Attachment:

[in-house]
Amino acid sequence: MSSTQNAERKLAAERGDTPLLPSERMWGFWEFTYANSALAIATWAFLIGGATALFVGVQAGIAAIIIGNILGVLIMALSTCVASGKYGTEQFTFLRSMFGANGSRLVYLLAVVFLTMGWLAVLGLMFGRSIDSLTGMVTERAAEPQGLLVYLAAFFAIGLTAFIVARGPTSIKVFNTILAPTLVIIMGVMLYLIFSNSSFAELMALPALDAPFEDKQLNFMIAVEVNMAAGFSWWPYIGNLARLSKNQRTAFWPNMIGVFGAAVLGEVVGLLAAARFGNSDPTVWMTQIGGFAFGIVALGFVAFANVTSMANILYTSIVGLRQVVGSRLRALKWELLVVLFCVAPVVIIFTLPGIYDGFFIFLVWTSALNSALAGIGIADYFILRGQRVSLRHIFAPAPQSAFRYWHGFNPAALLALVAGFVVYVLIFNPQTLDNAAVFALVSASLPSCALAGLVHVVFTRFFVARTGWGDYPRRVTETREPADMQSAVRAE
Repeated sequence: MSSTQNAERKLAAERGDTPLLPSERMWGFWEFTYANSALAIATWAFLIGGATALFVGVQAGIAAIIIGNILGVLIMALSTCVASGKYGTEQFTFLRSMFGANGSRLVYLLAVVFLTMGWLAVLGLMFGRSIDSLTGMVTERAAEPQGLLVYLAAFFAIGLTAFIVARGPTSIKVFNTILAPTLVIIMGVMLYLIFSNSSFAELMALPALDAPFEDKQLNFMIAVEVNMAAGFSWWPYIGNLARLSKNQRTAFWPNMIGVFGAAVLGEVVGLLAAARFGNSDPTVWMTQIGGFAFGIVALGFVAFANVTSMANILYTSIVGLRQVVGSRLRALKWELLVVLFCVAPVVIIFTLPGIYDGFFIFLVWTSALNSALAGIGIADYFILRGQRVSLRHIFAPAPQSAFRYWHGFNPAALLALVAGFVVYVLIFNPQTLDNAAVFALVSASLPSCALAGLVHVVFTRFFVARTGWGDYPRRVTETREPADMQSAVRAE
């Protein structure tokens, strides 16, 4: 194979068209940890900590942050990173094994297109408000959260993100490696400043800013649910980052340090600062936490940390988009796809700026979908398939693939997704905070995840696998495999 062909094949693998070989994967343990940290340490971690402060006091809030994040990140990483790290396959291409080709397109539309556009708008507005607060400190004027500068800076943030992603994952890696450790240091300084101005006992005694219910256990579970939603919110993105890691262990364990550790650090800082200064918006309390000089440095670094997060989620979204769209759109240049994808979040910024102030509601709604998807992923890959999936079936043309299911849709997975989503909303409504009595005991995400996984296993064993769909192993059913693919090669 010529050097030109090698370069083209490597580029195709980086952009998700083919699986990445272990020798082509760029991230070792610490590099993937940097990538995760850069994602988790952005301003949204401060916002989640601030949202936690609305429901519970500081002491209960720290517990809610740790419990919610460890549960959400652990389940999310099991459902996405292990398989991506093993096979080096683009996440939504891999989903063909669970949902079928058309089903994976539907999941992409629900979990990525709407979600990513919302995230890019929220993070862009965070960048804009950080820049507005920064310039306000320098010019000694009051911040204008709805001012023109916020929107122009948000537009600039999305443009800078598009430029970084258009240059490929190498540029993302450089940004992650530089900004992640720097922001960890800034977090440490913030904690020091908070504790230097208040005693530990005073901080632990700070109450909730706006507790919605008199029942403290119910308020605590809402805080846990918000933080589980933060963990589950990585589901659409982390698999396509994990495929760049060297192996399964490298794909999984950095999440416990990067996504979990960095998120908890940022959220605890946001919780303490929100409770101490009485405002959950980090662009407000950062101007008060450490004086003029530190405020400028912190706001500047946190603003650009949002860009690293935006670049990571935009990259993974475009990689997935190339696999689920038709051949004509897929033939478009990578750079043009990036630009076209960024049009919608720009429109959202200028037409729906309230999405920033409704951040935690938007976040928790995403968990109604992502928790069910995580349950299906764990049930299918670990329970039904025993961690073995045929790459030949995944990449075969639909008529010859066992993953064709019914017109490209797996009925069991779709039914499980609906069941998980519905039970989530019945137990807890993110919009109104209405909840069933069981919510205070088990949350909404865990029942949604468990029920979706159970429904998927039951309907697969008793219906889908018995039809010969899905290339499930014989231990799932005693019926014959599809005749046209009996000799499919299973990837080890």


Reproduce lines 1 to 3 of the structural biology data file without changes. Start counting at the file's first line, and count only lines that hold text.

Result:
[in-house]
Amino acid sequence: MSSTQNAERKLAAERGDTPLLPSERMWGFWEFTYANSALAIATWAFLIGGATALFVGVQAGIAAIIIGNILGVLIMALSTCVASGKYGTEQFTFLRSMFGANGSRLVYLLAVVFLTMGWLAVLGLMFGRSIDSLTGMVTERAAEPQGLLVYLAAFFAIGLTAFIVARGPTSIKVFNTILAPTLVIIMGVMLYLIFSNSSFAELMALPALDAPFEDKQLNFMIAVEVNMAAGFSWWPYIGNLARLSKNQRTAFWPNMIGVFGAAVLGEVVGLLAAARFGNSDPTVWMTQIGGFAFGIVALGFVAFANVTSMANILYTSIVGLRQVVGSRLRALKWELLVVLFCVAPVVIIFTLPGIYDGFFIFLVWTSALNSALAGIGIADYFILRGQRVSLRHIFAPAPQSAFRYWHGFNPAALLALVAGFVVYVLIFNPQTLDNAAVFALVSASLPSCALAGLVHVVFTRFFVARTGWGDYPRRVTETREPADMQSAVRAE
Repeated sequence: MSSTQNAERKLAAERGDTPLLPSERMWGFWEFTYANSALAIATWAFLIGGATALFVGVQAGIAAIIIGNILGVLIMALSTCVASGKYGTEQFTFLRSMFGANGSRLVYLLAVVFLTMGWLAVLGLMFGRSIDSLTGMVTERAAEPQGLLVYLAAFFAIGLTAFIVARGPTSIKVFNTILAPTLVIIMGVMLYLIFSNSSFAELMALPALDAPFEDKQLNFMIAVEVNMAAGFSWWPYIGNLARLSKNQRTAFWPNMIGVFGAAVLGEVVGLLAAARFGNSDPTVWMTQIGGFAFGIVALGFVAFANVTSMANILYTSIVGLRQVVGSRLRALKWELLVVLFCVAPVVIIFTLPGIYDGFFIFLVWTSALNSALAGIGIADYFILRGQRVSLRHIFAPAPQSAFRYWHGFNPAALLALVAGFVVYVLIFNPQTLDNAAVFALVSASLPSCALAGLVHVVFTRFFVARTGWGDYPRRVTETREPADMQSAVRAE